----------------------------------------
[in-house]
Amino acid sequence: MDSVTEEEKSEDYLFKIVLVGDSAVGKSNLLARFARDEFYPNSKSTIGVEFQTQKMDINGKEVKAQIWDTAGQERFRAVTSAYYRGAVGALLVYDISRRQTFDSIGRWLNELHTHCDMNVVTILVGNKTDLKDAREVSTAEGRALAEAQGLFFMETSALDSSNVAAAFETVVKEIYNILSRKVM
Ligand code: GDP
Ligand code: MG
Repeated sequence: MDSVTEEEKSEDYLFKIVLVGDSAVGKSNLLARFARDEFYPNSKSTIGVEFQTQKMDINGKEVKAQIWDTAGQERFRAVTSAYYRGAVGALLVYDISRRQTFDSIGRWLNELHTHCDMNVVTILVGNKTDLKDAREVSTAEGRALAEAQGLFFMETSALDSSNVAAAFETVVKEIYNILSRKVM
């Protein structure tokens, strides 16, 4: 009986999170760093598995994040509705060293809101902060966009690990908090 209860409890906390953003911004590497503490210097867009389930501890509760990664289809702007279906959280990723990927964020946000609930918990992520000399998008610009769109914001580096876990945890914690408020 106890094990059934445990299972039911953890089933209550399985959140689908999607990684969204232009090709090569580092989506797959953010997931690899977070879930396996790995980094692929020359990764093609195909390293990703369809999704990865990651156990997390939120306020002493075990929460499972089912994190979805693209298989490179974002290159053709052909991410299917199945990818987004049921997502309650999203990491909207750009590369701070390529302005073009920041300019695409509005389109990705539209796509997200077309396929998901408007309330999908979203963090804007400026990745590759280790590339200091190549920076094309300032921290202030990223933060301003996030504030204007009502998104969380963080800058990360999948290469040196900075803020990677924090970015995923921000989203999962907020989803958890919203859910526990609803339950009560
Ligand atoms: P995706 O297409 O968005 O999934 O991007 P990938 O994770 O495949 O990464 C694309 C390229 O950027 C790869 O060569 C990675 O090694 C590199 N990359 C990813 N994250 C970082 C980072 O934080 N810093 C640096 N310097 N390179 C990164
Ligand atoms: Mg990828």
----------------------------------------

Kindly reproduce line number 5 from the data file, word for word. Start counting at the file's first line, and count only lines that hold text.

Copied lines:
Repeated sequence: MDSVTEEEKSEDYLFKIVLVGDSAVGKSNLLARFARDEFYPNSKSTIGVEFQTQKMDINGKEVKAQIWDTAGQERFRAVTSAYYRGAVGALLVYDISRRQTFDSIGRWLNELHTHCDMNVVTILVGNKTDLKDAREVSTAEGRALAEAQGLFFMETSALDSSNVAAAFETVVKEIYNILSRKVM